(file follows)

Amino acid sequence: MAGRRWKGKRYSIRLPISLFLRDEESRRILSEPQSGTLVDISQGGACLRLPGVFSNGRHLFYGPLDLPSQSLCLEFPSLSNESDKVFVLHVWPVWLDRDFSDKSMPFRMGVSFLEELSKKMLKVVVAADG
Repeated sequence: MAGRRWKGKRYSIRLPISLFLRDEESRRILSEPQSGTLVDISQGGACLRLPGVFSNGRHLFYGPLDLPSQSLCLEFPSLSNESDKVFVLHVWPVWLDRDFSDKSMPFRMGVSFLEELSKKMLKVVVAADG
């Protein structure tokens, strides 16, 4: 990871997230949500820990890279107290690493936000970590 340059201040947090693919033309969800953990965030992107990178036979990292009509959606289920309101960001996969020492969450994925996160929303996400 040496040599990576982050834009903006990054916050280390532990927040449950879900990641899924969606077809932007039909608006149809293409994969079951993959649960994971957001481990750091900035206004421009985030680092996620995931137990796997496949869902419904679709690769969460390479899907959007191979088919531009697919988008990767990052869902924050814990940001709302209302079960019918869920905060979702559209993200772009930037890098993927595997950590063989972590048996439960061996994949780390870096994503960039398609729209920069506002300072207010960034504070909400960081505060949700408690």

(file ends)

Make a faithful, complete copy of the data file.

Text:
Amino acid sequence: MAGRRWKGKRYSIRLPISLFLRDEESRRILSEPQSGTLVDISQGGACLRLPGVFSNGRHLFYGPLDLPSQSLCLEFPSLSNESDKVFVLHVWPVWLDRDFSDKSMPFRMGVSFLEELSKKMLKVVVAADG
Repeated sequence: MAGRRWKGKRYSIRLPISLFLRDEESRRILSEPQSGTLVDISQGGACLRLPGVFSNGRHLFYGPLDLPSQSLCLEFPSLSNESDKVFVLHVWPVWLDRDFSDKSMPFRMGVSFLEELSKKMLKVVVAADG
């Protein structure tokens, strides 16, 4: 990871997230949500820990890279107290690493936000970590 340059201040947090693919033309969800953990965030992107990178036979990292009509959606289920309101960001996969020492969450994925996160929303996400 040496040599990576982050834009903006990054916050280390532990927040449950879900990641899924969606077809932007039909608006149809293409994969079951993959649960994971957001481990750091900035206004421009985030680092996620995931137990796997496949869902419904679709690769969460390479899907959007191979088919531009697919988008990767990052869902924050814990940001709302209302079960019918869920905060979702559209993200772009930037890098993927595997950590063989972590048996439960061996994949780390870096994503960039398609729209920069506002300072207010960034504070909400960081505060949700408690």